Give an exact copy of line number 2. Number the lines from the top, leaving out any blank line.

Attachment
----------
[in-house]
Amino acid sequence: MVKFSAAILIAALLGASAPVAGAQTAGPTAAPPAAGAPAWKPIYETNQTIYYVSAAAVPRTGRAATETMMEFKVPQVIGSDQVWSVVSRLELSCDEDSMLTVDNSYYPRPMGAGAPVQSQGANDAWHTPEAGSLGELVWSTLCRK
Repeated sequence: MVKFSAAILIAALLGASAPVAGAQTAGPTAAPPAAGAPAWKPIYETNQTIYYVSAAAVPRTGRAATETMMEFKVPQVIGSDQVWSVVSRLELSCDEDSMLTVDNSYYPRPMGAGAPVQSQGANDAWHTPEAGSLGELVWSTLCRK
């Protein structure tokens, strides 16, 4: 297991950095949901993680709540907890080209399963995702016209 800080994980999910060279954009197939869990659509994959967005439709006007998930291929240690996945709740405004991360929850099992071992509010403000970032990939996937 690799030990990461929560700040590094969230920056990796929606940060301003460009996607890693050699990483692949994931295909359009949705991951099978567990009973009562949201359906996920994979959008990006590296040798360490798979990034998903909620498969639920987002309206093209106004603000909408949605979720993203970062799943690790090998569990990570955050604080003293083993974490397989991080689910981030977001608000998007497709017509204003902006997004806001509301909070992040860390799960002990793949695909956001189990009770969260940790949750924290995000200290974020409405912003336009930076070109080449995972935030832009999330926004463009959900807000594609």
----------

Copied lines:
Amino acid sequence: MVKFSAAILIAALLGASAPVAGAQTAGPTAAPPAAGAPAWKPIYETNQTIYYVSAAAVPRTGRAATETMMEFKVPQVIGSDQVWSVVSRLELSCDEDSMLTVDNSYYPRPMGAGAPVQSQGANDAWHTPEAGSLGELVWSTLCRK